Jorth sank down into her chair and read the news headlines with a feeling of total and utter relief. Finally, FINALLY, Australia had decided to pass a parliamentary bill to fix a price on carbon emissions. Yes, she admitted to herself, it wasn't the best plan in the world - in her opinion, there was still far too much kowtowing to big businesses and lobby groups, but it was something. It felt like an actual, concrete start in the fight against climate change. She sent up a silent prayer that where Australia had the guts to lead, other countries would follow.
Jorth was loath to admit it, but she had been despairing for the future of the Earth of late. She had been reading books by Bill McKibben and Mark Lynas, both of whom had laid out frightening scenarios of what life on Earth would be like if we passed the critical 350ppm emissions point. But after reading of these probable environmental Armageddons, she looked around her and saw people driving their kids two blocks to school, jumping on planes whenever the fancy took them and always, always conveniently forgetting the impact their actions were having on others - typically others who had less than they to start with.
Knowing that 350ppm had been passed and that current CO2 emissions were standing at 389 ppm, she looked into the scientific predictions of life on a hotter earth, and was aghast at the possibility of more ferocious storms, never ending droughts, bush fires that wouldn't burn out, rising seas claiming back lands forever - and humans fighting each other tooth and nail for every last bit of arable land to grow their food, and each last drop of clean water.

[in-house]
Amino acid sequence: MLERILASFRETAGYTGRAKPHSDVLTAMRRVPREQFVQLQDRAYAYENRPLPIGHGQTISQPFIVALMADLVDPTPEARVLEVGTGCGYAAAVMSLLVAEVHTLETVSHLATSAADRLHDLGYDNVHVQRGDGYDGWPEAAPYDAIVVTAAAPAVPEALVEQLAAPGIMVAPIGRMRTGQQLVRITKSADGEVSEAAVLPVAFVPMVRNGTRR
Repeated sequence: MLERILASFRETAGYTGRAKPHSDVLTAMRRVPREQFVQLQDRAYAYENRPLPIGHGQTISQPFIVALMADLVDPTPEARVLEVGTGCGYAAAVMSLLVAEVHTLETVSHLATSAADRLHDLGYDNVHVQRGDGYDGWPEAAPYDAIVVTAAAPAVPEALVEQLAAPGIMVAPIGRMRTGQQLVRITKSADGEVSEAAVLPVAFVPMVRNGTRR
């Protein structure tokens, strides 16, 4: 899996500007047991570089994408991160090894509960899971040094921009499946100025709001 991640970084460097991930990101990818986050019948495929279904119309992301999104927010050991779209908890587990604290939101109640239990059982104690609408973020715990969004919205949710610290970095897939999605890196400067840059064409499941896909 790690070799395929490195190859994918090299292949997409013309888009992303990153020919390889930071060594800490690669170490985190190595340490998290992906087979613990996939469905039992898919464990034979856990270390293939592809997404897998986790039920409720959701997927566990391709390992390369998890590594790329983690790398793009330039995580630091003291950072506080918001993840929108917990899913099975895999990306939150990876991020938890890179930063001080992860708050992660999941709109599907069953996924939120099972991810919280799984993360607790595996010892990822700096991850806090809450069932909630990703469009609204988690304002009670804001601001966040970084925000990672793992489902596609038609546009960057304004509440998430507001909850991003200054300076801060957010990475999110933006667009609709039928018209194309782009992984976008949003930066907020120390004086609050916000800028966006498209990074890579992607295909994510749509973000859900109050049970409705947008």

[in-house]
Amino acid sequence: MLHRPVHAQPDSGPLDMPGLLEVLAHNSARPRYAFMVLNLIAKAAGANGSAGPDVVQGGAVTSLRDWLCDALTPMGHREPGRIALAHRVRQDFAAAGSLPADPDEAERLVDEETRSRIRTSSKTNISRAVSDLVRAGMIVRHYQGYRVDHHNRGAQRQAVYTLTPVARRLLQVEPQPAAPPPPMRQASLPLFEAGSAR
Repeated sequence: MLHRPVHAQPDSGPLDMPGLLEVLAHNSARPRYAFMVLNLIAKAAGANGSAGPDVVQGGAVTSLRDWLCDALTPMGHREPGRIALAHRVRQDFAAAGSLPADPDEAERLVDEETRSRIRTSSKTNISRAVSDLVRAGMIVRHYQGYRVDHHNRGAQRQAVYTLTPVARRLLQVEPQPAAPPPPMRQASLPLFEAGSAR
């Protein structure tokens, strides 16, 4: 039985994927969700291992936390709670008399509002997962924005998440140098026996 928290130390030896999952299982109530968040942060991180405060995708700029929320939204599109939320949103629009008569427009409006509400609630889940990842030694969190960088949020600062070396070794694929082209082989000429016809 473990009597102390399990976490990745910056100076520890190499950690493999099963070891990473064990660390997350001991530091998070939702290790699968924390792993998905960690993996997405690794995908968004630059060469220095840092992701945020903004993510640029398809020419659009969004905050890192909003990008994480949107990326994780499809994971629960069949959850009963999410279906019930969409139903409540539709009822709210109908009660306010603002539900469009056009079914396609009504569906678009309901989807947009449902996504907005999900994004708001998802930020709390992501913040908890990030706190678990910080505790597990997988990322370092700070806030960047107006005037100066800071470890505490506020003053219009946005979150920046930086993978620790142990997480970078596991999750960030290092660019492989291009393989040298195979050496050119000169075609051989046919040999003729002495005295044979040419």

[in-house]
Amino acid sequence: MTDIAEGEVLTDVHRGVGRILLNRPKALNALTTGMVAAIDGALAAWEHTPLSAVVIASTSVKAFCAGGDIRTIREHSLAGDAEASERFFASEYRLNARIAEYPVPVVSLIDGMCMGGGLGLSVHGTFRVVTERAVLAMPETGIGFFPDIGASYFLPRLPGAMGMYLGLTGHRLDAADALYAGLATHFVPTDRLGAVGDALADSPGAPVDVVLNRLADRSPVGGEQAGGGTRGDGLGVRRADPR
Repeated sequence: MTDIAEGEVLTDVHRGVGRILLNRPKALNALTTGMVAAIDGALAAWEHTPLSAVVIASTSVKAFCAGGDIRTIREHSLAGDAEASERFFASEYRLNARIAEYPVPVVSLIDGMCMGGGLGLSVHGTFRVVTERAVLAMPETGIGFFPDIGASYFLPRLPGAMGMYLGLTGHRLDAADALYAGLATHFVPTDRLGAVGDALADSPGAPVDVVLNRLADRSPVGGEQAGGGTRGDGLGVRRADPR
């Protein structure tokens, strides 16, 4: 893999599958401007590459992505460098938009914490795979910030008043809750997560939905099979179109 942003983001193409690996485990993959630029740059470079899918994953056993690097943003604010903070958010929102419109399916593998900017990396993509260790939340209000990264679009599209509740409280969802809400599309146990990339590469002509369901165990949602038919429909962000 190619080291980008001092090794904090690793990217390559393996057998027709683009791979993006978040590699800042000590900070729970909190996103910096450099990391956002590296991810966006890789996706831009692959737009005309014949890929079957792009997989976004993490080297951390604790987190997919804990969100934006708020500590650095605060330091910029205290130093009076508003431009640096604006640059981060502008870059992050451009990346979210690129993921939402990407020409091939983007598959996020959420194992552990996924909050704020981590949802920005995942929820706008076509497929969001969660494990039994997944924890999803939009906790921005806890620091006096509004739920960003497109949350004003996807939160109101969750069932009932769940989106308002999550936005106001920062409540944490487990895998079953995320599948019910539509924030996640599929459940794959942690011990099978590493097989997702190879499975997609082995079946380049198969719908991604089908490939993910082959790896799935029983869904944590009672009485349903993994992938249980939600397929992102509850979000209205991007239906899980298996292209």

She had also began to laugh bitterly at herself for her choices. She could sense that her moral and ethical stands struck others as being old fashioned, a bit of a joke. What was the point, she thought, of riding her bike instead of owning a car, of eating a predominately vegetarian diet, of restricting flights to one every 10 years, of living in a tiny house so they wouldn't waste valuable resources when nobody else seems to give a flying damn? Her small voice calling for less material goods made by emission belching factories with a focus instead on building stronger communities was lost in the majority maelstrom of voices crying for MORE! MORE! MORE! But this bill that was passed today gave her hope once more that we could all work together, and fight for the only place we can call home. After all, it's not like we have another one to go to, is it?
I must say, old chaps, that I really like this t-shirt! Yes, it is a bit more work than a simple tee. It features sleeve cap gathers,shirring on the lower edge of the sleeves, plus the rolled hems but by jove I think it's worth it.
Although I will be honest here: I wasn't so taken with the whole hand-sew-12-buttons-on thing. The first few buttons were ok. I was thinking to myself "Hey! Buttons are fun! Bring on the buttons!"
Then I got about halfway through, and I began to think "Good gosh! How many more of these darn things are there? Ouch! Needle stab again. Gah! Tell you what, these darn buttons better be going on straight, because I am not unpicking them!"
Then on the last couple of buttons, after band-aiding my bloody finger, I began to look longingly at the fridge, wondering if it was cocktail hour yet, and feeling completely buttoned out.